t´ is formed in the same way as d´, except that it is aspirated and is voiceless.>>

--Tomás de Bhaldraithe, "The Irish of Cois Fhairrge, Co. Galway"

http://dogbert.abebooks.com/servlet/SearchResults?imagefield.x=0&an=Tom%E1s+de+B haldraithe&tn=The+Irish+of+Cois+Fhairrge&imagefield.y=0

Peadar Ó Gríofa

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Peadar_Ó_gríofa
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Username: Peadar_Ó_gríofa

Post Number: 56
Registered: 01-2005
Posted on Friday, January 28, 2005 - 04:24 am:   Small TextLarge TextEdit Post Print Post

<< d´ -- This symbol denotes several varieties of sound, the norm being a voiced palatalized alveolar plosive: in making it the soft palate is raised, the blade of the tongue and the teeth-ridge make contact to stop the air-stream, which is then suddenly released; meanwhile the tip of the tongue lies inactive behind the lower front teeth.

In the pronunciation of some speakers, the blade of the tongue is slightly grooved and retracted so that the tip also makes contact with the teeth-ridge. The subsequent release then takes the form of a voiced palatalized alveolar fricative glide, of varying prominence, giving the phoneme a more or less affricated effect...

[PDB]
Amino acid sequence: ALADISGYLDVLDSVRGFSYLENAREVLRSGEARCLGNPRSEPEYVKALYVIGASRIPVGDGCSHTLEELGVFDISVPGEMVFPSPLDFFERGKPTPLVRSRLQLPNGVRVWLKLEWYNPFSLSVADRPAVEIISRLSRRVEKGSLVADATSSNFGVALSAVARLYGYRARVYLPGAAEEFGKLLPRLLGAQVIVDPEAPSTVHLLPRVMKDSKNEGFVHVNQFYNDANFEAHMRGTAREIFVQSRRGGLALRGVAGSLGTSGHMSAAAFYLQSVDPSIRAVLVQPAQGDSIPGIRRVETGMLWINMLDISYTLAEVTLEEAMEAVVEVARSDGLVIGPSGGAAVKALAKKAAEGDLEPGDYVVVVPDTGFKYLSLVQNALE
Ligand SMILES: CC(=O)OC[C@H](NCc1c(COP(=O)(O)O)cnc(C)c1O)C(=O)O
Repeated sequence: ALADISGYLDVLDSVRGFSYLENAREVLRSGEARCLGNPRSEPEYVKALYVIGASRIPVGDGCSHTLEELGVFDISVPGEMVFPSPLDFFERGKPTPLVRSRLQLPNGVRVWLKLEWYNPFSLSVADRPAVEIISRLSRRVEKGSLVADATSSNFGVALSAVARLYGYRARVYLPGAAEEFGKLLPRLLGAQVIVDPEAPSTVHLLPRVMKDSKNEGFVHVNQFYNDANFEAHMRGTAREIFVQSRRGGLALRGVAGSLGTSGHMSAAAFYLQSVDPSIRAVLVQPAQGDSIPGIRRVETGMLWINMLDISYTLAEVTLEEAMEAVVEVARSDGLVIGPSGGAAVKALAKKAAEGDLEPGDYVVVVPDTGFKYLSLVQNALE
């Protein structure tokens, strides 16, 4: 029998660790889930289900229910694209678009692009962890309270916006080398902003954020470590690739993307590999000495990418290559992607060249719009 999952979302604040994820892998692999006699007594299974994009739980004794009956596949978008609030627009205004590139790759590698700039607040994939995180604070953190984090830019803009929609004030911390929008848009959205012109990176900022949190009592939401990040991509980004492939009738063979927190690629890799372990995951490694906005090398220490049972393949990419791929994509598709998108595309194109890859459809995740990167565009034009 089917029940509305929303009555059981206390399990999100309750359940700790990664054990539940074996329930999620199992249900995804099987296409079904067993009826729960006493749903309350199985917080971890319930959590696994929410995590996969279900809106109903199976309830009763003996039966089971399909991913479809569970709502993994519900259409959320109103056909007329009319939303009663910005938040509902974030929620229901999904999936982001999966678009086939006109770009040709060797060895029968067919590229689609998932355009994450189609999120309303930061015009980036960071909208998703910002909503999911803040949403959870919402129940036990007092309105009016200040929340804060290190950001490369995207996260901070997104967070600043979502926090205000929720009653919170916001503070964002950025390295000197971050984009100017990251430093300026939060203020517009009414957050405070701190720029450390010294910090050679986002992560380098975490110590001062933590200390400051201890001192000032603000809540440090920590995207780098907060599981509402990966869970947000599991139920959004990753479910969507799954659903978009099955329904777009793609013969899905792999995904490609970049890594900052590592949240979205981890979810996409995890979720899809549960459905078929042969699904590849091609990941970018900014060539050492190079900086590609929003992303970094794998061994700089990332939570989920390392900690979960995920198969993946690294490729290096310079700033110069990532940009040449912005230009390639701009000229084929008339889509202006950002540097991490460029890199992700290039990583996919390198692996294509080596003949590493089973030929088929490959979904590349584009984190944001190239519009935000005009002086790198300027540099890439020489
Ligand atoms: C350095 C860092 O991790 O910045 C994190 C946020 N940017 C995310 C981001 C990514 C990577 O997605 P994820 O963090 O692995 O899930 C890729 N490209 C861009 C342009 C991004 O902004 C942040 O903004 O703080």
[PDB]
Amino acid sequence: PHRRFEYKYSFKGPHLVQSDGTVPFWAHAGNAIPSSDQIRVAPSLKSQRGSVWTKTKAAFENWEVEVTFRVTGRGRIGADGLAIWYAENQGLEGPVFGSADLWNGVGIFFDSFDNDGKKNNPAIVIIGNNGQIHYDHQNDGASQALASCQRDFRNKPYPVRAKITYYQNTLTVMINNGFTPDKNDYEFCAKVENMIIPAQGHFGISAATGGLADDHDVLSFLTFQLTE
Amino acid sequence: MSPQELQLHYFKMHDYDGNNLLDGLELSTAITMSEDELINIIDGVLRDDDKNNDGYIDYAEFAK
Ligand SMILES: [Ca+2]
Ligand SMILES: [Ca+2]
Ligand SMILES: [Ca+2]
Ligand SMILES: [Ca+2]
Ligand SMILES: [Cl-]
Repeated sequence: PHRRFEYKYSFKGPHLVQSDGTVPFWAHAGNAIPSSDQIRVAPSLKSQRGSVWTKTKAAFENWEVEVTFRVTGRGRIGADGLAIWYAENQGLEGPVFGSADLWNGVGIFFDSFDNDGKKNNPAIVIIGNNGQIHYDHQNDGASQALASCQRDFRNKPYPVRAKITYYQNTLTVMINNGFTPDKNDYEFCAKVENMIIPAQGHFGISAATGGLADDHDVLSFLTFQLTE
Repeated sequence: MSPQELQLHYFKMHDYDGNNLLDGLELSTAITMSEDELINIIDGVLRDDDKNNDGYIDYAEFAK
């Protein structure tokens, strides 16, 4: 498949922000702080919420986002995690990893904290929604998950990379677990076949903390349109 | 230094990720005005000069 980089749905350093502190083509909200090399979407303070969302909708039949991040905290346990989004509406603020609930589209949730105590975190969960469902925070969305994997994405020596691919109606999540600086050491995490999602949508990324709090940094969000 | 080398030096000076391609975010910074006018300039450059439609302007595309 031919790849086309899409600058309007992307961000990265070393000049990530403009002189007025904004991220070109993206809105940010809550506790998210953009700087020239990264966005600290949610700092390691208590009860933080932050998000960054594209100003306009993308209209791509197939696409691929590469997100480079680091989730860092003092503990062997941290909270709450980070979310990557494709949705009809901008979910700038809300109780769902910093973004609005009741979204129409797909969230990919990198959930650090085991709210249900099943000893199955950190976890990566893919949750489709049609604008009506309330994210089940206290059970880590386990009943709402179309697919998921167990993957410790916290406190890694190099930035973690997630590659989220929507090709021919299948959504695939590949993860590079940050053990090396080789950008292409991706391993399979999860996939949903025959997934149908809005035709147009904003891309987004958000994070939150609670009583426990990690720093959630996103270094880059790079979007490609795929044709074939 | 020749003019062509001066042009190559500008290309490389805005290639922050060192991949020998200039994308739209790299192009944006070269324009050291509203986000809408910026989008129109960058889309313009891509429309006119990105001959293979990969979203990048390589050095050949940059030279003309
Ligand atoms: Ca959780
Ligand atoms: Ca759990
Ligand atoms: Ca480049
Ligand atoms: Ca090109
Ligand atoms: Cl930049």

t´ -- The first variety of this phoneme corresponds to [d´], but is voiceless, more strongly articulated, and has aspiration [i.e. a voiceless plosive...followed by a relatively prominent expiration / accompanied by a slight puff of breath]...

Some speakers make contact rather with the tip of the tongue while the blade is grooved, so that the release is heard as a voiceless palatalized alveo-palatal fricative. Therefore the phoneme appears as an affricated sound...

There is a tendency to overlapping with regard to t´ and k´, e.g. t´ar@/k´ar@ tearra, t´as/k´as teas, t´iL´/k´iL´ cill, k´e: he:/t´e: he: cia hé?>>

--Seán de Búrca, "The Irish of Tourmakeady, Co. Mayo"

http://www.celt.dias.ie/publications/cat/e/e2-6.html